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Discussion Starter · #1 ·
The nectar flow has really come on in the past week and a half!! :)

I put a second shallow super (wax & wire foundation) on several hives today. If this nectar flow lasts long enough to fill them, can I quit supering?

I only have 4 shallow supers left and I would have to purchase/ cut down some frames to get them running. A would rather not end up with a bunch of half drawn, half full, honey supers to try to deal with over the winter.

If I allow them to finish up the second super and start filling up the brood chamber is that a mistake? My guess would be the supers will be drawn out filled by the July 6th if the flow holds out. Is this wishful thinking on my part? :rolleyes:

Would it trigger a swarm that late in the year? All my queen are 2010s.

I have limited experience handling honey and 12 supers full would seem to be a lot to work with my first year. Of course this is just a guess. I also have limited equipment IE hand crank extractors (2), one hot knife, ect.

If everything on the hives right now were to be filled; 12 shallow supers full is what I would have.

Half of them are already full of nectar and 98% drawn out in a 9 frame in a 10 frame box format.

It will be a nice problem to have, if they all get full and capped.

I think I will be fine, as the flow will have to be strong for them to draw out another super of foundation and fill it with honey.

But, it is better to have a plan in mind if needed, than to have no plan at all.

Thanks for any suggestions,

RKR
 

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bees will swarm if they run out of room. I've had an 8 story hive get full and swarm. If you didn't want to mess with the honey then you should not have gotten bees.
While I can't speak about colorado, around here they will swarm any month if they need more room.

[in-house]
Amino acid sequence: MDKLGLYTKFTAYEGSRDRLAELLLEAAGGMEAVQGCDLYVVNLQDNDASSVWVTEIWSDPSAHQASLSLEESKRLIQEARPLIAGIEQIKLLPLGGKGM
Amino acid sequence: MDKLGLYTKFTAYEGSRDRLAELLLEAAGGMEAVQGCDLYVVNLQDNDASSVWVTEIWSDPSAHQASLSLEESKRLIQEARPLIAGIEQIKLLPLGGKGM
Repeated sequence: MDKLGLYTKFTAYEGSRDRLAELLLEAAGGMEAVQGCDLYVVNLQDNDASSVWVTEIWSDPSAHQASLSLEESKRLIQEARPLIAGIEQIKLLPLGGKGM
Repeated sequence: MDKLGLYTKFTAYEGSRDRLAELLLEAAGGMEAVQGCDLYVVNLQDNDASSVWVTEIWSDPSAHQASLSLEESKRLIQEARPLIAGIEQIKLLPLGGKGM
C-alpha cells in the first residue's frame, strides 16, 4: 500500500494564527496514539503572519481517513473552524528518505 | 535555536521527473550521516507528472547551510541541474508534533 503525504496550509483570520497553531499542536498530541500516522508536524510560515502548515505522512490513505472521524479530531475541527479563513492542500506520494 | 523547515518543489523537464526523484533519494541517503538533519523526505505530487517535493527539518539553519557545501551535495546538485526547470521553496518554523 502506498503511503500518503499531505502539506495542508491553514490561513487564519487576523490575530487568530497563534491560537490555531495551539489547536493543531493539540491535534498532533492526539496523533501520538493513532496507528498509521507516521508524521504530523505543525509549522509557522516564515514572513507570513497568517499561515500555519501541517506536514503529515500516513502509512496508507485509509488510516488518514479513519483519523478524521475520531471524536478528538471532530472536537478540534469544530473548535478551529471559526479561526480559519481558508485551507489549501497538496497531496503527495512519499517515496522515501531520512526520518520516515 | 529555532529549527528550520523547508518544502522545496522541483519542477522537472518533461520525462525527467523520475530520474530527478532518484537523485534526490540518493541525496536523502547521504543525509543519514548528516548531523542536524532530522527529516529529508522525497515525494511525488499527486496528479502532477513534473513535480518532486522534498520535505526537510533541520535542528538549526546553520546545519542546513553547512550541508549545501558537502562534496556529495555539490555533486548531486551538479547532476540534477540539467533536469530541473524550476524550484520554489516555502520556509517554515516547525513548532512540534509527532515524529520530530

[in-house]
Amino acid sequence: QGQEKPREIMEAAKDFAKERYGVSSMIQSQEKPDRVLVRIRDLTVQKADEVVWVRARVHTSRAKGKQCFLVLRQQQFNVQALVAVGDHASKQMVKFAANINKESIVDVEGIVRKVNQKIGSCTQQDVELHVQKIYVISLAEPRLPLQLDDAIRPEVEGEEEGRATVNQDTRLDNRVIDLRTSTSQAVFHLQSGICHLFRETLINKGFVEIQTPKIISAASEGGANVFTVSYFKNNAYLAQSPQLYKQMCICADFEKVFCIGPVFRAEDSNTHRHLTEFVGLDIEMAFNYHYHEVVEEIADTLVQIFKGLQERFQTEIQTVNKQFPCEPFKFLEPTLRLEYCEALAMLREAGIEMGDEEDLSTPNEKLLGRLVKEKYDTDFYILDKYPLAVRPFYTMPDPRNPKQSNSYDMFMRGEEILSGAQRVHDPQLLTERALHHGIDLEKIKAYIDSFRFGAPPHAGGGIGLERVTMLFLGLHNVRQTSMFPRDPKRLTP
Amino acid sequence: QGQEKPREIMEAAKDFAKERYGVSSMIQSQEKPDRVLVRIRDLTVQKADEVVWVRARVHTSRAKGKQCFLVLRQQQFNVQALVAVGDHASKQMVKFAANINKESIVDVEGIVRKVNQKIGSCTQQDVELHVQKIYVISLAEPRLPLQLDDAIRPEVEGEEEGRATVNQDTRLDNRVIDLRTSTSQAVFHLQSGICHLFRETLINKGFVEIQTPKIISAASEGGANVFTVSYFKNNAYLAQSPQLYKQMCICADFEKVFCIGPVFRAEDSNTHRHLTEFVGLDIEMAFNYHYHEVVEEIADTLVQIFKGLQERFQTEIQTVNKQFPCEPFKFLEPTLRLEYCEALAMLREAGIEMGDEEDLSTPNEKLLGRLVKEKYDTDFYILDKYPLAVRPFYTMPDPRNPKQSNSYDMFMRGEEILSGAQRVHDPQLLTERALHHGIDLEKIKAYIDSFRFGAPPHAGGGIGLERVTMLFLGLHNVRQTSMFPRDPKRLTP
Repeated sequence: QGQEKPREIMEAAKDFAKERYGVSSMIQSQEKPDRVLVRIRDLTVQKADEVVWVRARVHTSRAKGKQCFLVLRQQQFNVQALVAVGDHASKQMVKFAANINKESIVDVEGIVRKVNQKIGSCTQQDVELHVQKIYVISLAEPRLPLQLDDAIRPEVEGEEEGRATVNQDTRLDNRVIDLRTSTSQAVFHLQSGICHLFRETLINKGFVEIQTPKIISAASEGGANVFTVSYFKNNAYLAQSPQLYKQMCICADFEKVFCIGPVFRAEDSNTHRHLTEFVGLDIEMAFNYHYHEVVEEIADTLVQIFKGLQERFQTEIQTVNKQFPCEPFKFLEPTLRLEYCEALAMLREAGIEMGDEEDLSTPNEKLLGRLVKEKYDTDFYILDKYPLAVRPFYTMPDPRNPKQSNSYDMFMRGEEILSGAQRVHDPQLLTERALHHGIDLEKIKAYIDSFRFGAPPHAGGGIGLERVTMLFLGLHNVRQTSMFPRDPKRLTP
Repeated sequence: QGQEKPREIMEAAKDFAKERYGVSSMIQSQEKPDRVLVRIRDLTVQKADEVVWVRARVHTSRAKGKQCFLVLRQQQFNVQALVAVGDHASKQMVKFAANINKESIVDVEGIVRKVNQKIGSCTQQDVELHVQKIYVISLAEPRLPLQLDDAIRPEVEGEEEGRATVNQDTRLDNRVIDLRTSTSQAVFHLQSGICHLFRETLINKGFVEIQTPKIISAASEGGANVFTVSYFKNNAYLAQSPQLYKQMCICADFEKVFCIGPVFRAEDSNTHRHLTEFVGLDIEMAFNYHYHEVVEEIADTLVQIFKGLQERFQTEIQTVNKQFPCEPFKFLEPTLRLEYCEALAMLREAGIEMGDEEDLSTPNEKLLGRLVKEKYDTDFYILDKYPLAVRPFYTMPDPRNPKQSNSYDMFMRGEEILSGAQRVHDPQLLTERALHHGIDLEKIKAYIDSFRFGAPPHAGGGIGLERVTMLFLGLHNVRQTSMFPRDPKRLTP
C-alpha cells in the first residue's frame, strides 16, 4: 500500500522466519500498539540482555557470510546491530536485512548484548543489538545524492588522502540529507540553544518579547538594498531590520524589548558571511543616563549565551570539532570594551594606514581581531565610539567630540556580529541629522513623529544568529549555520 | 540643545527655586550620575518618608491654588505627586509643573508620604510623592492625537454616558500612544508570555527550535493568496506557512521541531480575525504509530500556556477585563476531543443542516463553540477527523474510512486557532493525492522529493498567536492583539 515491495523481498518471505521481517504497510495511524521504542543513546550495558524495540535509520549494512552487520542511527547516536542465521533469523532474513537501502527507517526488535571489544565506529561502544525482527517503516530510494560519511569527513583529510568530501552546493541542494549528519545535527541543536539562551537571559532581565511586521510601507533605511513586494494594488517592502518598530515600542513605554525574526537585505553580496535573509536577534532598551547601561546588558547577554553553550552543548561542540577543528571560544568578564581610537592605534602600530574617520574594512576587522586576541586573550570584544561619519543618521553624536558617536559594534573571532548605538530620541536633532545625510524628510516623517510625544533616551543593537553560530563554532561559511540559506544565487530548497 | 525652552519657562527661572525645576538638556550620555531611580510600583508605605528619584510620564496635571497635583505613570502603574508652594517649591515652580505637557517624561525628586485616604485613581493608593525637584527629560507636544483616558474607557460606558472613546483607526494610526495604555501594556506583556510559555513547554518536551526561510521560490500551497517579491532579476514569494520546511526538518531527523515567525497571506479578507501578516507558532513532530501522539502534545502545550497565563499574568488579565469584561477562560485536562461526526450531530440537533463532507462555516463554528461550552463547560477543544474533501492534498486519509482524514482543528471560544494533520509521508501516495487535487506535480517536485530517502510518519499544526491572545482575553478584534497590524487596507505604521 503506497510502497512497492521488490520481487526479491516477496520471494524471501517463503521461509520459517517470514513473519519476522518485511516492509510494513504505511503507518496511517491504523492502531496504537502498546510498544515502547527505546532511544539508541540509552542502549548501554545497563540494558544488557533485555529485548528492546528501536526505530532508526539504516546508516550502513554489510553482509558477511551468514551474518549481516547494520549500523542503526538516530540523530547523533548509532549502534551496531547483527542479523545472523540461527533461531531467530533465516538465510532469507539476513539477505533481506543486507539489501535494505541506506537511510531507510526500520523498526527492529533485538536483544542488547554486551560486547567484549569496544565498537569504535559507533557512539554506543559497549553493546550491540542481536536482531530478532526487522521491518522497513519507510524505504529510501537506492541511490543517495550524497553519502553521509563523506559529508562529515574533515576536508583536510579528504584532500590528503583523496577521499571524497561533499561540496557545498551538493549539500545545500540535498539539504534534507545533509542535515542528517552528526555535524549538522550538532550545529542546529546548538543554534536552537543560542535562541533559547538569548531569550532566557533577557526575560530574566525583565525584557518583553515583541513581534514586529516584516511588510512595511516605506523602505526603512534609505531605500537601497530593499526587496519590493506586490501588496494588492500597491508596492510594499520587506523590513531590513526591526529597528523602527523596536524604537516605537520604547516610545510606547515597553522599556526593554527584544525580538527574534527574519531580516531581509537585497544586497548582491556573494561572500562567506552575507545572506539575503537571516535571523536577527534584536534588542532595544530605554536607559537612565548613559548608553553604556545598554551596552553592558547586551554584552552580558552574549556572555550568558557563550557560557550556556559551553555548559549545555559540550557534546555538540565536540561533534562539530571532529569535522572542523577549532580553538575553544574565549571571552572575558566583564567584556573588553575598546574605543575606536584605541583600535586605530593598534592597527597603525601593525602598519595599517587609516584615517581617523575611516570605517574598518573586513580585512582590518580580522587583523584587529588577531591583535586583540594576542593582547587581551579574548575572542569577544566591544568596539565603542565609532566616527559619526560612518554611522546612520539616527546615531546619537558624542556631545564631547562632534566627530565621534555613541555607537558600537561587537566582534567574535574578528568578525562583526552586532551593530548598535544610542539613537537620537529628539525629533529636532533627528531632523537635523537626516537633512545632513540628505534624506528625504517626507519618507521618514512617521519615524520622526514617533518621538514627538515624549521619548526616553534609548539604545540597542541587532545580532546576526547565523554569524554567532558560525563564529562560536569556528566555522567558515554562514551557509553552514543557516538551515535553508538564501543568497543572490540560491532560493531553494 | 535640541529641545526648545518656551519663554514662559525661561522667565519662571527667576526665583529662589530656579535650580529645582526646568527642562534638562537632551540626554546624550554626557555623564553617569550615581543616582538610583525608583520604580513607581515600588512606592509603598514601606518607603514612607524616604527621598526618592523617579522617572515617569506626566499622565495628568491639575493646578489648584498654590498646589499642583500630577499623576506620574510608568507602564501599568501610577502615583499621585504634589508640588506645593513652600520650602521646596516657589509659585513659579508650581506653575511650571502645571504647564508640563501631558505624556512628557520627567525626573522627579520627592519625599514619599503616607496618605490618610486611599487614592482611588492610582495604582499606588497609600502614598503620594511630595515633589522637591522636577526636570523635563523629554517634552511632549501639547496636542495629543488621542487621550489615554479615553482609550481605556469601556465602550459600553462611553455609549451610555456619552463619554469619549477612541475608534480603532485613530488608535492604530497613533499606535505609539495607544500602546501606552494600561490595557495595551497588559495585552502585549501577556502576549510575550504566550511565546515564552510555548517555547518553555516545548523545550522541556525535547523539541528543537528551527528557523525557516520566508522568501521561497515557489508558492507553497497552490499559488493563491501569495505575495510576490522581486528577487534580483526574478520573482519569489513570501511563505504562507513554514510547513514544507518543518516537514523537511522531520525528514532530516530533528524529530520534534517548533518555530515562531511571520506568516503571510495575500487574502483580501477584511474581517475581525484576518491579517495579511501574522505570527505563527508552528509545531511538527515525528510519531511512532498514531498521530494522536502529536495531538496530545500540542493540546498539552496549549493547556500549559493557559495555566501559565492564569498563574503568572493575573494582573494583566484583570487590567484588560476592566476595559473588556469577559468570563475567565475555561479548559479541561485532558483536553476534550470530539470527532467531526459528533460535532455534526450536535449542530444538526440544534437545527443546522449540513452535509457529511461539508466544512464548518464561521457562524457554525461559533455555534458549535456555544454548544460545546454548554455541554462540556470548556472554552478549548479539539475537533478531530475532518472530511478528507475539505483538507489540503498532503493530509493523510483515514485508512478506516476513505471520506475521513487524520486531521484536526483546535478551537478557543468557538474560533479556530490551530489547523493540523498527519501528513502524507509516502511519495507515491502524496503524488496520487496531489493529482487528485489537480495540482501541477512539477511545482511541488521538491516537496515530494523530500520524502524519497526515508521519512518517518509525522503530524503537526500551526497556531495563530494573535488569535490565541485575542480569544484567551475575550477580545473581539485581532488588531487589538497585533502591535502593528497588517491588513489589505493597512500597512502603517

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You truly have a nice problem. Super them any time they fill to 70 to 80 percent. Your two options are extract what you have capped and put the super right back on, or buy more supers. With a small extractor honey time is your best option. If they swarm they will pack a lunch and you will not have this problem. If you are checking for queen cells every two weeks they cannot stay gone without a queen. If you find a couple queen cells on a frame you could make a split. Then you will have two hives to buy supers for. I wish that problem on every beekeeper.
 

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I agree, it's a good problem. Not wanting to buy more equipment now is ok and you don't have to to. (It is hardly the same as not wanting to mess with honey and a reason for others to question your right to keep bees.)

Use your spare shallows and make some top bars for the girls to draw out and fill if need be. (Top bars are easy to cut from scrap and there are a lot of threads about making them here.) You can use it for comb honey or crush and strain it for your own use and the bees will have all the room they need if your flow continues.